COMMENTARYEconomic & Political Weekly EPW june 14, 200817Partha Sarathi Banerjee ( is an independent social science researcher based in Mumbai.The Party and the Panchayats of West BengalPartha Sarathi BanerjeeDespite substantial decentralisation of power through panchayati raj institutions in West Bengal, the presence of an entrenched centralised party in power in the state has meant the use of such institutions as instruments of patronage. Violent battles have invariably taken place during panchayat elections, as these are seen as necessary by all political parties to capture or retain hold over the institutions.The panchayati raj institutions (PRIs) have always been seen as local self-governments, i e, a tool for decen-tralisation of power to the rural people, particularly to the vast poor and marginal sections of the rural society. West Bengal has been a showcase of panchayati decen-tralisation in India, as it is here that the PRIs have been functioning most effec-tively for the last 30 years. But the latest election to the three tier panchayats in this state has left behind a trail of blood that was spilled not only in the rivalry for power between the ruling and the opposi-tion parties, but also in the bloody con-flicts between Communist Party of India Marxist – CPI(M) and Revolutionary Socialist Party (RSP), both partners of the ruling Left Front. This provokes me to raise questions about the very premise of decentralisation on which the PRIs have been contemplated. A closer look at the rural polity of West Bengal reveals that the apparent success inPRI functioning in the state has indeed accompanied by a greater division among the rural people, leading to bitter rivalry among them and most shockingly, pitting poor against the poor in a society where poor people had a long legacy of united struggles on the basis of the class line. In fact, the class-based polarisation of the rural people has been obfuscated to a great extent since the ascendancy of Left Front in power and the subsequent rejuvenation of the PRIs and instead a party-based division appeared to rule the rural polity where one’s partyiden-tity has become most crucial for his/her life and livelihood. Bloody ElectionsA visit to the Dhuri area of Basanti block in South 24 Parganas district just before the last panchayat elections revealed that several supporters of the RSP party, one of the Left Front constituents, had been evicted from their houses by marauding cadre of theCPI(M), the leader of the Left Front. One of those evicted RSP support-ers commented that he would be able to return to his village along with his family only if the RSP could regain power in the local gram panchayat(GP). TheRSP sup-porters complained that that area had been aRSP stronghold for decades and theCPI(M) had taken control over it just before the 2003 panchayatelections and captured power that year by driving out and terrorising RSP supporters. Since then people had to support the CPI(M) and could not dare to openly rally behind theRSP as the crucial panchayat power was with the former. Since last few months before the 2008 panchayat elec-tions, the RSP supporters began to regroup in the area once again and were trying to consolidate their support base among the people to “recapture” the power from the CPI(M). In the process, one RSP supporter had been killed and several families uprooted by theCPI(M) goons in pre-election clashes, as alleged by theRSP supporters. This was the sce-nario just before the panchayatelections in 2008 and on May 14, the day of elec-tions four people died in that area alone in one of the bloodiest fights between the RSP and the CPI(M) with three of them from a single family of aRSP candidate Rampada Handar. The next day a RSP minister’s house in Basanti was allegedly bombed byCPI(M) goons killing the wife of the minister’s nephew inside the house.A woman member belonging to the minister’s family told reporters on May 19, “None of our husbands can come home. We are living in constant fear of CPI(M) attacks” (The Times of India, May 20, 2008). How have the partners of the same Left Front engaged themselves in such a bitter struggle over panchayat power? If this could happen between two Left Front partners, one can imagine the situation where the ruling and the opposition par-ties are locked in contest for panchayati power in the rural belt of West Bengal. But the main concern must be focused over the fate of the much-trumpeted decentralisation of power in a situation where the parties fight so bitterly for the panchayati power. And that too where supporters of two Left Front parties, both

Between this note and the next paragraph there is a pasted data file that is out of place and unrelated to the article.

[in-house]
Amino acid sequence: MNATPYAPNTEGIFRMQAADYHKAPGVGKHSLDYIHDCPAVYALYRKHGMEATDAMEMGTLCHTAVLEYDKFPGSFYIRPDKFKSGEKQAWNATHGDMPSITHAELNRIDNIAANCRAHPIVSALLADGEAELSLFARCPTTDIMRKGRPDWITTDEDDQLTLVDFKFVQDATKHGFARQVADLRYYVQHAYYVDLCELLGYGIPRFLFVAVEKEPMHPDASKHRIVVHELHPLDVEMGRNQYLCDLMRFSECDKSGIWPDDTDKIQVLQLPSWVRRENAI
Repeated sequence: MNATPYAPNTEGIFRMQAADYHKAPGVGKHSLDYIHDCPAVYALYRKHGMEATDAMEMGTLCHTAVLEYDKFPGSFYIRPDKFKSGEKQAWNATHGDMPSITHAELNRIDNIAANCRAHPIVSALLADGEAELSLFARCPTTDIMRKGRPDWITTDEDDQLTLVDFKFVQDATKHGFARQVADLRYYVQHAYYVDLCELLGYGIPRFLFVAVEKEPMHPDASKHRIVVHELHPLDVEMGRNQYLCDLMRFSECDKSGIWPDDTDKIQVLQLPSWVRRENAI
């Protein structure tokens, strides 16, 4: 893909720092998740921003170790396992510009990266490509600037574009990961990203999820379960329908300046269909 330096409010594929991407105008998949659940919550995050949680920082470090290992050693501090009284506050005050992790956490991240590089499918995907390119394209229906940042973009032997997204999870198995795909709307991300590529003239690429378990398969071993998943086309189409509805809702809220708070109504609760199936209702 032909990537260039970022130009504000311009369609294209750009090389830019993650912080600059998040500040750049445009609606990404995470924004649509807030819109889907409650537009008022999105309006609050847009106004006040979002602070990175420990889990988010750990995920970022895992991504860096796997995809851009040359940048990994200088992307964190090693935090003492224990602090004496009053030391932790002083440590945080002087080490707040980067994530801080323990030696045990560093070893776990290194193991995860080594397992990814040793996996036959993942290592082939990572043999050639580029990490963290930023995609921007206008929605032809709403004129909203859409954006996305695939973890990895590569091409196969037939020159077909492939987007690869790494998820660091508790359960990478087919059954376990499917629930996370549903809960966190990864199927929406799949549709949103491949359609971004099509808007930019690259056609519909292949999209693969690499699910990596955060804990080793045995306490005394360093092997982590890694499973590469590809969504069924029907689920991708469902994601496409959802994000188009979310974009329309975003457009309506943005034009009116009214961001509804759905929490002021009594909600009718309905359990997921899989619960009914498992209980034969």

COMMENTARYEconomic & Political Weekly EPW june 14, 200819such schemes have helped in the growth of a donor-receiver relationship between the party in power and the people at large. This phenomenon is keenly observed by Glyn Williams, The control of development funds for Jawa-har Rozgar Yojana (JRY) and Integrated Rural Development Programme (IRDP) schemes gave (panchayat) members a degree of economic influence beyond that of most landlords, and thus supported them in ful-filling their leadership role. Also, any devel-opment work a member undertook became highly personalised: rather than fulfilment of an objective set of criteria, it was seen by potential beneficiaries as help especially by those among the labouring classes. This is significant in that by requesting help from their (panchayat) members, villagers were using a ‘language of claims’ equivalent to that used by, for example, a tenant request-ing a loan from his landlord. Such requests are indicative of the way in which the whole panchayat system is viewed by many: rather than being an institution in which they actively participate, it is seen as a distributor of personalised benefits [Williams 1999]. He also observes that “more subtle than such outright theft [of panchayat funds], and more commonplace, was the use of panchayat funds to secure political sup-port: a general complaint of all villagers not belonging to the faction of the pancha-yat member was that all development money was being directed exclusively to the member’s friends and supporters…it was only the politically well connected that benefited” (ibid).The Great ParadoxThis style of functioning of the ruling left parties in West Bengal vis-à-vis the pan-chayats seems to a great extent responsi-ble for the tension in the rural polity over the control or capture of power. The bene-fits distributed through the panchayats have been significant to the lives of the rural poor and considering the vast number of landless and marginal farmers and prevalence of hunger in the Bengal countryside,1 these benefits crucially affect vast majority of the rural population, comprising principally the socially backward SC-ST and Muslim communi-ties.2 It is perhaps a great paradox in the Bengal experience that more the power is decentralised to the panchayats, i e, more the funds are being spent through the PRIs, the greater becomes the power of the party controlling the panchayats to influ-ence the lives and livelihood of the people, particularly the backward sections of it. As the benefits distributed through the PRIs, except funds meant for infrastruc-tural development works, are meant for individual beneficiaries, the obvious trend in a highly politically-divided society would be to utilise panchayat funds to cater to the supporters of the party in power in a particular panchayat. So much so that the Comptroller and Auditor General’s (CAG) audit report mentioned a case where 774 gram panchayats in West Bengal spent Rs 2.4 million on building houses under Indira Awas Yojana in 2002-03, but not a single beneficiary was from below poverty line (BPL) category though the project was specifically designed for them.3 Finally, the tool for the decentralisation of power seems to have turned into its opposite by helping centralisation of power instead. In the rural polity of West Bengal, such practice of patronising a party’s own sup-port base by blatant (mis)use of public funds has been somewhat legitimised dur-ing the long Left Front rule. Subsequently almost all the parties coming to panchay-ati power follow suit. In the process, rural people are readily divided between two groups, one receiving favours and benefits from the panchayats and the other being discriminated against. As the condition to get panchayatbenefits primarily depends on the proximity of a person with the party in panchayati power, people tend to rally behind the local rulers, willingly or unwillingly. But the party cannot satiate the demands of all the deserving people as the funds are generally meant for a few. Rather it tries to satisfy its own supporters even when they are better off than others. So the non-receivers of such benefits wait for the next panchayat elections to get rid of the present ruling party and bring another party in running power that would look after their interests. That is why the people in the traditional strong-hold of RSP in the Basanti area turned towards the CPI(M) once the latter could capture power in 2003 and regrouped against the same party before the 2008 panchayat elections. The political parties contending for state power in West Bengal have high stakesinthe capture and control of such power, as the latter is crucial to clinch electoral victory in the vast countryside that finally determines who will rule the state after the next assembly elections. Thus the battle to gain supremacy in state politics degenerates into prior battles to capture power in the panchayats. The rural subalterns, having high stakes in the panchayats and deeply divided over party affiliations, are drawn in these battles and become victims of party-led violence. In fact, they turn into fighters for this or that party, fight against each other and kill their class-brethren, burn-ing houses, raping women and what not. Thus the sacrosanct institutions of pan-chayat have turned into tools in the hands of the power-mongers to mobilise rural people in their quest for more power and ultimate supremacy in the state politics. Notwithstanding the process of democratisation in the rural society initiated by thePRIs, these institutions seem too vulnerable to fall victim to party bias (in some other state it may be caste or class bias), apart from personal corruption. The political usurpation of panchayati power by the party may be more fatal than the economic usurpation of panchayati funds as evident in the case of West Bengal. Notes1“NSS data indicates that the proportion of landless rural households in West Bengal increased from 39.6 per cent in 1987-88 to 49.8 per cent in 1999-2000”, according to Human Development Report 2004, published by the government of West Bengal. The mariginal farmers (owning land below 1 hectare) are estimated 80.44 per cent of the total cultivators in 2000, according toDistrict Statistical Handbook, published by BAES, West Bengal government. 2 These communities comprise more than three- fourths of the state’s rural population who consti-tute “the three poorest groups in rural Bengal”, according to the Human Development Report 2004. 3 Quoted by Rajat Roy in‘Endemic Hunger in West Bengal’,Economic & Political Weekly, May 3, 2008.ReferencesBhattacharya, Harihar (1998): Micro Foundations of Bengal Communism, Ajanta Books International, Delhi, pp 179-80. Bhattacharya, Moitree (2002): Panchayati Raj in West Bengal…, Manak Publication, New Delhi.Williams, Glyn (1999): ‘Panchayati Raj and the Changing Micro Politics of West Bengal’ in Roogaly Ben et al (eds), Sonar Bangla? Sage Publi-cation, New Delhi.